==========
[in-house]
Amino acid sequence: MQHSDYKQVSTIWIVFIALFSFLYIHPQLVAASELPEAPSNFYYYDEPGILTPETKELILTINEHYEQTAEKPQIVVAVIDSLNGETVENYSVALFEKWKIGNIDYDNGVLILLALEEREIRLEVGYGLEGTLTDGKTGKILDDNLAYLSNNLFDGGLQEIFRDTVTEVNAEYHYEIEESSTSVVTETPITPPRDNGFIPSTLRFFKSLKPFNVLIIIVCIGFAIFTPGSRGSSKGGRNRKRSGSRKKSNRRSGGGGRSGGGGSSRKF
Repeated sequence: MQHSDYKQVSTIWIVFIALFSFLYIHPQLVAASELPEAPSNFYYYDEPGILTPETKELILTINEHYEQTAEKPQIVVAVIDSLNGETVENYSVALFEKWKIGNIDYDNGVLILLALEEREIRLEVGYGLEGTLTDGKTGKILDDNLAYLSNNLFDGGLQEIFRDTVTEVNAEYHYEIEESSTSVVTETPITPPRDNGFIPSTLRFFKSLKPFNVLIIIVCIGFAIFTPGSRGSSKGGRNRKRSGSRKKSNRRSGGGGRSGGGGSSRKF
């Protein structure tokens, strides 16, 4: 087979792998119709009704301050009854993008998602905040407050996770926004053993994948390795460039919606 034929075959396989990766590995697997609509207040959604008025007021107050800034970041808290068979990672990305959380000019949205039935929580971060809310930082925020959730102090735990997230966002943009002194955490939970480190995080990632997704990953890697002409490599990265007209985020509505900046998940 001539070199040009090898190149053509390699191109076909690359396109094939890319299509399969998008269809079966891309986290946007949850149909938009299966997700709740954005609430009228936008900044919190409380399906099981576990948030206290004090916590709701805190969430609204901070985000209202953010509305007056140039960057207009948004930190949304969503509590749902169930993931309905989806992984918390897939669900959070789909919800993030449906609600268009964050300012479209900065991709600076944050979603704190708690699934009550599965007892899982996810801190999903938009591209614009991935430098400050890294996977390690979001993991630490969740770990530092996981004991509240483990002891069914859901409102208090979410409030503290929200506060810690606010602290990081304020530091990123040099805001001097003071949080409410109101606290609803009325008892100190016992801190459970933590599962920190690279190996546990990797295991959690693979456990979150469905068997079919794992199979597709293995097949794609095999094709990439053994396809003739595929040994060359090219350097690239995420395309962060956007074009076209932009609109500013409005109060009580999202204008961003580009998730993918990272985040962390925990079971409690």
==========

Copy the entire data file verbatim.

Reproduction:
[in-house]
Amino acid sequence: MQHSDYKQVSTIWIVFIALFSFLYIHPQLVAASELPEAPSNFYYYDEPGILTPETKELILTINEHYEQTAEKPQIVVAVIDSLNGETVENYSVALFEKWKIGNIDYDNGVLILLALEEREIRLEVGYGLEGTLTDGKTGKILDDNLAYLSNNLFDGGLQEIFRDTVTEVNAEYHYEIEESSTSVVTETPITPPRDNGFIPSTLRFFKSLKPFNVLIIIVCIGFAIFTPGSRGSSKGGRNRKRSGSRKKSNRRSGGGGRSGGGGSSRKF
Repeated sequence: MQHSDYKQVSTIWIVFIALFSFLYIHPQLVAASELPEAPSNFYYYDEPGILTPETKELILTINEHYEQTAEKPQIVVAVIDSLNGETVENYSVALFEKWKIGNIDYDNGVLILLALEEREIRLEVGYGLEGTLTDGKTGKILDDNLAYLSNNLFDGGLQEIFRDTVTEVNAEYHYEIEESSTSVVTETPITPPRDNGFIPSTLRFFKSLKPFNVLIIIVCIGFAIFTPGSRGSSKGGRNRKRSGSRKKSNRRSGGGGRSGGGGSSRKF
């Protein structure tokens, strides 16, 4: 087979792998119709009704301050009854993008998602905040407050996770926004053993994948390795460039919606 034929075959396989990766590995697997609509207040959604008025007021107050800034970041808290068979990672990305959380000019949205039935929580971060809310930082925020959730102090735990997230966002943009002194955490939970480190995080990632997704990953890697002409490599990265007209985020509505900046998940 001539070199040009090898190149053509390699191109076909690359396109094939890319299509399969998008269809079966891309986290946007949850149909938009299966997700709740954005609430009228936008900044919190409380399906099981576990948030206290004090916590709701805190969430609204901070985000209202953010509305007056140039960057207009948004930190949304969503509590749902169930993931309905989806992984918390897939669900959070789909919800993030449906609600268009964050300012479209900065991709600076944050979603704190708690699934009550599965007892899982996810801190999903938009591209614009991935430098400050890294996977390690979001993991630490969740770990530092996981004991509240483990002891069914859901409102208090979410409030503290929200506060810690606010602290990081304020530091990123040099805001001097003071949080409410109101606290609803009325008892100190016992801190459970933590599962920190690279190996546990990797295991959690693979456990979150469905068997079919794992199979597709293995097949794609095999094709990439053994396809003739595929040994060359090219350097690239995420395309962060956007074009076209932009609109500013409005109060009580999202204008961003580009998730993918990272985040962390925990079971409690």